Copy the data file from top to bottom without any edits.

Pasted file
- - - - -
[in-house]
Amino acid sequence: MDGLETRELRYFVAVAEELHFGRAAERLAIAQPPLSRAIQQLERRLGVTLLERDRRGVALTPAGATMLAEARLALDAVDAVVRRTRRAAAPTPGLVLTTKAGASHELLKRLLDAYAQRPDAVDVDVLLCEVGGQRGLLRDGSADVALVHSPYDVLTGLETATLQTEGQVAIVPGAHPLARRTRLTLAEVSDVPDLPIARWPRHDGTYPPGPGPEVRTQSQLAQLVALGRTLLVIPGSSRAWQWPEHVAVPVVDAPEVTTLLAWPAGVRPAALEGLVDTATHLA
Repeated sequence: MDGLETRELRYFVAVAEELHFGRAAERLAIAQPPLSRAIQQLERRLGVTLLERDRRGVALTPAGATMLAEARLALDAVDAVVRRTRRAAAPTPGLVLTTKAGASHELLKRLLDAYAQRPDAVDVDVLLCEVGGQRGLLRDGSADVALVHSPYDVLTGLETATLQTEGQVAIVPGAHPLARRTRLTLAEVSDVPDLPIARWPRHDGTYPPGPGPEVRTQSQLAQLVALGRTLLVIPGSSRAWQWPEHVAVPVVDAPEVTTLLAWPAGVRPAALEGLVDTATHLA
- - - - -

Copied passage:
[in-house]
Amino acid sequence: MDGLETRELRYFVAVAEELHFGRAAERLAIAQPPLSRAIQQLERRLGVTLLERDRRGVALTPAGATMLAEARLALDAVDAVVRRTRRAAAPTPGLVLTTKAGASHELLKRLLDAYAQRPDAVDVDVLLCEVGGQRGLLRDGSADVALVHSPYDVLTGLETATLQTEGQVAIVPGAHPLARRTRLTLAEVSDVPDLPIARWPRHDGTYPPGPGPEVRTQSQLAQLVALGRTLLVIPGSSRAWQWPEHVAVPVVDAPEVTTLLAWPAGVRPAALEGLVDTATHLA
Repeated sequence: MDGLETRELRYFVAVAEELHFGRAAERLAIAQPPLSRAIQQLERRLGVTLLERDRRGVALTPAGATMLAEARLALDAVDAVVRRTRRAAAPTPGLVLTTKAGASHELLKRLLDAYAQRPDAVDVDVLLCEVGGQRGLLRDGSADVALVHSPYDVLTGLETATLQTEGQVAIVPGAHPLARRTRLTLAEVSDVPDLPIARWPRHDGTYPPGPGPEVRTQSQLAQLVALGRTLLVIPGSSRAWQWPEHVAVPVVDAPEVTTLLAWPAGVRPAALEGLVDTATHLA